So giving my best shouldn’t be an obsessive act performed to ensure I receive his best. Giving for the sole purpose of receiving is more of a business agreement than an intimate relationship. Truth be told, his best is still being given to me in this moment regardless of whether or not my best is being returned. So instead of guilt or obsession, I want to simply adore him back with my best. My best financial gift. My best time.My best emotions. My best life.

But remember that just because we should not set out to give for the sole purpose of receiving does not mean that we will not receive. That is the second part of this passage: “Then he will fill your barns with grain, and your vats will overflow with good wine.” Contextually, this simply means that when you give the best, you receive the best. We are the only ones who can accurately examine ourselves to determine who gets the best part of our lives. I encourage you to take a moment today and shower God with the best you have to offer.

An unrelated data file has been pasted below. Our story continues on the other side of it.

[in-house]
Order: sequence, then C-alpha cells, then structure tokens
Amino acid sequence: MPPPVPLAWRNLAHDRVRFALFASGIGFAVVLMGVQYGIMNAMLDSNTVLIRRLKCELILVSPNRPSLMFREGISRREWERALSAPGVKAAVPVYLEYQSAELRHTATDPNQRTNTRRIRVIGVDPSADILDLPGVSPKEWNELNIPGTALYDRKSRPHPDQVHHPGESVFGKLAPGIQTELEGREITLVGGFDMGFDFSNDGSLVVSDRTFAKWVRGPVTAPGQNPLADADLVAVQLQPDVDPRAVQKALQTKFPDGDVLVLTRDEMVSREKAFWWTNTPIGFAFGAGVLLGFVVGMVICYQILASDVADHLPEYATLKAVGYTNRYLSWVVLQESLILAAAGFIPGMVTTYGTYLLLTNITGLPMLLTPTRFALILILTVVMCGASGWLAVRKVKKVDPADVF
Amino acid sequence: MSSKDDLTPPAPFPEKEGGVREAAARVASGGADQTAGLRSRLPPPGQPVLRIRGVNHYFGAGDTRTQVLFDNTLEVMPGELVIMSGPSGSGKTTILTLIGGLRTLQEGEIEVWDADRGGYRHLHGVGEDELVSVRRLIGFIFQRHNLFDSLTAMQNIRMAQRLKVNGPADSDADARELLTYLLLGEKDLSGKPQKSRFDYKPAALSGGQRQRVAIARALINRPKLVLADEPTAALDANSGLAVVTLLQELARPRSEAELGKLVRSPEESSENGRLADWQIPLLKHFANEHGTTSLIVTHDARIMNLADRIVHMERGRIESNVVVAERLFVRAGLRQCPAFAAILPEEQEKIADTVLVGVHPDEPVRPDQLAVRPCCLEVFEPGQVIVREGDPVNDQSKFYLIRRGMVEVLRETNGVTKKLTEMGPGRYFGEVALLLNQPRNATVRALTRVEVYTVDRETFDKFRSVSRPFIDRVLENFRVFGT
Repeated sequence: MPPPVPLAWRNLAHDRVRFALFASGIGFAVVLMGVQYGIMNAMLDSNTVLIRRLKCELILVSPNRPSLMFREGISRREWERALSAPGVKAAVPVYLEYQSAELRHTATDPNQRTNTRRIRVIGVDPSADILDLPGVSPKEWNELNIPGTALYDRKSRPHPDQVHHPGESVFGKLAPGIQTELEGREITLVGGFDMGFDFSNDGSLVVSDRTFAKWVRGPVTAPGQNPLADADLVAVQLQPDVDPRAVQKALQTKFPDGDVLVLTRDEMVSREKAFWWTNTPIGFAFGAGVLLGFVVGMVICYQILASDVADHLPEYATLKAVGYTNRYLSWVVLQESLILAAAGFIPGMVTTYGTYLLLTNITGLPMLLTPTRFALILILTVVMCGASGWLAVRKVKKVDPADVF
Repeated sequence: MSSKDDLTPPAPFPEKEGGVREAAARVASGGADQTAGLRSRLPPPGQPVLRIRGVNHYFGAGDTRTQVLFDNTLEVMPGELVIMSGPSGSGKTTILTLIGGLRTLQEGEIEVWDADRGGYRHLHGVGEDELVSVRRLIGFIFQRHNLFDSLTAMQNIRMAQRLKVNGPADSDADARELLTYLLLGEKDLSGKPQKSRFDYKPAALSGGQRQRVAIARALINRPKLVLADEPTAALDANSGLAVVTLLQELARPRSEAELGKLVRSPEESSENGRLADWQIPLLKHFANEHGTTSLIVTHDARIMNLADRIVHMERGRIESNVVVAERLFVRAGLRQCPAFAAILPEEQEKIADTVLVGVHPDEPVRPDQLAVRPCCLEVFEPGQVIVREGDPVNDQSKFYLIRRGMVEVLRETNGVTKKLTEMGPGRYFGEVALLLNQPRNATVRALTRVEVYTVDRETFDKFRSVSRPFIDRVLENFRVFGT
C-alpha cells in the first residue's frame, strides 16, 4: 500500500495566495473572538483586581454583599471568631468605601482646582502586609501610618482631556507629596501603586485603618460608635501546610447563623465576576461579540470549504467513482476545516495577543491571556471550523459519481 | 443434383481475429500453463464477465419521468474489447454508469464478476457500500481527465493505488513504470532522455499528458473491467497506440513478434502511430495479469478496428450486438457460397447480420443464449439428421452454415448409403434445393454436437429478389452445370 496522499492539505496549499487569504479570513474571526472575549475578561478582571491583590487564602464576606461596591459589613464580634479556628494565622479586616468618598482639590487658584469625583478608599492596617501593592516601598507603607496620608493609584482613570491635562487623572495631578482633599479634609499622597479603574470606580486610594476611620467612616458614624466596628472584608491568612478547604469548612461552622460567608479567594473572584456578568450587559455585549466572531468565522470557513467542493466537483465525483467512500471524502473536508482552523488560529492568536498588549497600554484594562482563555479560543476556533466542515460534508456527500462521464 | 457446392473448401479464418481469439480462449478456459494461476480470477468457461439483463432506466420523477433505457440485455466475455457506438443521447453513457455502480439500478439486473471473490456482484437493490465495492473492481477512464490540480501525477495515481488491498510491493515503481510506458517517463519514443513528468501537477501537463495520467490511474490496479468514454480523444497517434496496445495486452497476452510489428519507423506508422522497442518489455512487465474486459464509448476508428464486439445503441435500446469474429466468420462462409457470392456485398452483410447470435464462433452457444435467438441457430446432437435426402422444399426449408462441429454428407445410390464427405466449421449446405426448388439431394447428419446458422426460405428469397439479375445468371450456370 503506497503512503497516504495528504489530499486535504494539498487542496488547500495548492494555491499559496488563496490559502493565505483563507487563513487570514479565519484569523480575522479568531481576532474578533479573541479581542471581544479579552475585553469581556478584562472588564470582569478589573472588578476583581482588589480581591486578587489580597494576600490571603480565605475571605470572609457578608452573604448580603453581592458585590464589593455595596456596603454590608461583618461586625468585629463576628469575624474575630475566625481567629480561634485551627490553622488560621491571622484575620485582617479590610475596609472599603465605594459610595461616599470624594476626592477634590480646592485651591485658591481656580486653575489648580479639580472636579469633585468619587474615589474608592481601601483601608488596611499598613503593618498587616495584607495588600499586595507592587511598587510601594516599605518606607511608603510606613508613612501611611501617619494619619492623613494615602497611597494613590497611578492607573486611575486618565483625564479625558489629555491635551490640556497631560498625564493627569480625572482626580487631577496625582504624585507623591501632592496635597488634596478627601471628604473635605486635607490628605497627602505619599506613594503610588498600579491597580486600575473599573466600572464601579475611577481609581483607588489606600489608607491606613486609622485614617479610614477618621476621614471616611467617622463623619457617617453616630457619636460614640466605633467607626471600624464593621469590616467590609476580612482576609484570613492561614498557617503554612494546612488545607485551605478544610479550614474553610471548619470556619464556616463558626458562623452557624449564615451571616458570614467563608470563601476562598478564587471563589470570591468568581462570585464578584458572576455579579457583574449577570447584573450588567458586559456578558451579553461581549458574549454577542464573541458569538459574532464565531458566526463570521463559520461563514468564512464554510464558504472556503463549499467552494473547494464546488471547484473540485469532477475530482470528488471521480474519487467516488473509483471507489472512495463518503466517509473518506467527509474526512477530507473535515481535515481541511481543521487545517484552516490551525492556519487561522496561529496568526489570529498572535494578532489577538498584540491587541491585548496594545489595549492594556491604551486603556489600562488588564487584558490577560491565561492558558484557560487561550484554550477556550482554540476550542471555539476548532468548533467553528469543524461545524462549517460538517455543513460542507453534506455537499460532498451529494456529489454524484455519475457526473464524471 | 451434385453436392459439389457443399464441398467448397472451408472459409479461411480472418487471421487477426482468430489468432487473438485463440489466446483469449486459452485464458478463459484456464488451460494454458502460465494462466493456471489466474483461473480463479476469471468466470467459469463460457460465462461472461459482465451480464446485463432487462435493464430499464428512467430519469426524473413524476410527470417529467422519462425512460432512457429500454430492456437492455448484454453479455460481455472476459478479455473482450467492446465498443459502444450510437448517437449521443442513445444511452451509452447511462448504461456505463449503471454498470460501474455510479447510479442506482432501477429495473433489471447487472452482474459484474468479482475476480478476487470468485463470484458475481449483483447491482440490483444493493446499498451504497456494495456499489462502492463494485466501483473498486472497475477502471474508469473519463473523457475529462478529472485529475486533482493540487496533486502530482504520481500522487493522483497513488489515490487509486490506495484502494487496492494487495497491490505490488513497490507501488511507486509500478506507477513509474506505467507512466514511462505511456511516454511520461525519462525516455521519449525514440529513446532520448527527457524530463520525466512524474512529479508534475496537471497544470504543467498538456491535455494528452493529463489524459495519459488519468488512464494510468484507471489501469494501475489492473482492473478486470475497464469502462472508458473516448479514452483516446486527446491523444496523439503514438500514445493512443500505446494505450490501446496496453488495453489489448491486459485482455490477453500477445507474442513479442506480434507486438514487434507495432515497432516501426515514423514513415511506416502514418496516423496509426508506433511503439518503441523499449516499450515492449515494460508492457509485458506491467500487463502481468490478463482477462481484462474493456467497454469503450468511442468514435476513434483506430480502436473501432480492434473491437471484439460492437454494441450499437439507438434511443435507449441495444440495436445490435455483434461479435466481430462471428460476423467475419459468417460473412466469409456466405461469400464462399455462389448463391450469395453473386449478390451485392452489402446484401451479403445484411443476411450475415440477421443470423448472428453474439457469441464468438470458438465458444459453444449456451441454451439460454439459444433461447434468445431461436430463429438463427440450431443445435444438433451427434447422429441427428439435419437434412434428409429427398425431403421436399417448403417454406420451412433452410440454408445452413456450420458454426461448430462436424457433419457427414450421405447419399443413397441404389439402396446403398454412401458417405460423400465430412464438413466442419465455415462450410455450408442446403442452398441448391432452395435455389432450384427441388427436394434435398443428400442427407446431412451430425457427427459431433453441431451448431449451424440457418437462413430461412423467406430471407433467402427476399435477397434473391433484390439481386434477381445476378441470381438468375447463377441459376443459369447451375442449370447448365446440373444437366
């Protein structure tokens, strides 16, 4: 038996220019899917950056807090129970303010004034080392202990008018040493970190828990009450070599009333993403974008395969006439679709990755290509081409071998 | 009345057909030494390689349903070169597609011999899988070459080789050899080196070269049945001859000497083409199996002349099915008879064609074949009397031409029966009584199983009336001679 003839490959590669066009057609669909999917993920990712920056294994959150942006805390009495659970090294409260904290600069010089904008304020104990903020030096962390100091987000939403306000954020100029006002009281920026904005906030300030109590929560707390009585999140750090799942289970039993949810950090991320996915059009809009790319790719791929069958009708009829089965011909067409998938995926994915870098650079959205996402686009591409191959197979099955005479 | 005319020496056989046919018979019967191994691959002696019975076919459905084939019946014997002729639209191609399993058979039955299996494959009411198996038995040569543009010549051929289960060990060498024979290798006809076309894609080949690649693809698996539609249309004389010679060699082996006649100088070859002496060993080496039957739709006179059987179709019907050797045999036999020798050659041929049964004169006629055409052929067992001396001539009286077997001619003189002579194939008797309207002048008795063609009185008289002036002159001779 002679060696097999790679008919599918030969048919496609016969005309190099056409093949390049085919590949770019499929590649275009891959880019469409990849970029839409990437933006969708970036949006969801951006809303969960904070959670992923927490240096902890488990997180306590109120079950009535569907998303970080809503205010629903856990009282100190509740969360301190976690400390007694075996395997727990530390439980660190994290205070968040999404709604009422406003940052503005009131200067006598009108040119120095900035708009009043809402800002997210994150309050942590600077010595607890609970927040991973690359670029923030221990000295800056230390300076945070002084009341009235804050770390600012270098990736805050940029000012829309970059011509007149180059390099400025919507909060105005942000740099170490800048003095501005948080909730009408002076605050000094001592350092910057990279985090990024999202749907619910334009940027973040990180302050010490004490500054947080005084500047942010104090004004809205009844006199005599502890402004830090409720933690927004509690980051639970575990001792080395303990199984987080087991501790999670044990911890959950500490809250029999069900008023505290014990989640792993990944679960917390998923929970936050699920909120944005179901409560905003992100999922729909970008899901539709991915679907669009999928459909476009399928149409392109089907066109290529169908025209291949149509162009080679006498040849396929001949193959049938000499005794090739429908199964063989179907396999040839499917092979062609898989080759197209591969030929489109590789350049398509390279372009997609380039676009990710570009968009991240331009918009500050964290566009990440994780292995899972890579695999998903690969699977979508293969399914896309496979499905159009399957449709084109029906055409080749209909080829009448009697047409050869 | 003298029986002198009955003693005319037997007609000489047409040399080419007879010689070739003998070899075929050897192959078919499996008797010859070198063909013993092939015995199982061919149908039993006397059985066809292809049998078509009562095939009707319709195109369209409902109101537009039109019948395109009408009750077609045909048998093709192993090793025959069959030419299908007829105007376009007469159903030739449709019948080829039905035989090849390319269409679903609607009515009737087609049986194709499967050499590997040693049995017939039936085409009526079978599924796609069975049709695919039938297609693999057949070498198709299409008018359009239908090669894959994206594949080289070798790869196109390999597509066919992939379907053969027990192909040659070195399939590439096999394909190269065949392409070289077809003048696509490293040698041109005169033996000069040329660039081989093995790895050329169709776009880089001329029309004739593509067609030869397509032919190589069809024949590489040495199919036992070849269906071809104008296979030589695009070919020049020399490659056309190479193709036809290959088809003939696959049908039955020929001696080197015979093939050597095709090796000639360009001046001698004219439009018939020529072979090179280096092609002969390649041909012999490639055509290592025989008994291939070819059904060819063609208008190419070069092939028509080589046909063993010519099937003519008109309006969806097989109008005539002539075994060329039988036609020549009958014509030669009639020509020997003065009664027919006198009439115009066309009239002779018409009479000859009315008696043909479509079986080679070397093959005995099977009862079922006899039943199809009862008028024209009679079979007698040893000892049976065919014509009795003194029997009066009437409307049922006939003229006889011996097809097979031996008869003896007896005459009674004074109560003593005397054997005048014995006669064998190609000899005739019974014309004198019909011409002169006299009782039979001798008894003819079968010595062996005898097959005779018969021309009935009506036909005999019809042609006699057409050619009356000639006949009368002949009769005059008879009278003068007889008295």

As I have learned with my Sadie, when you love deeply, only the best will do.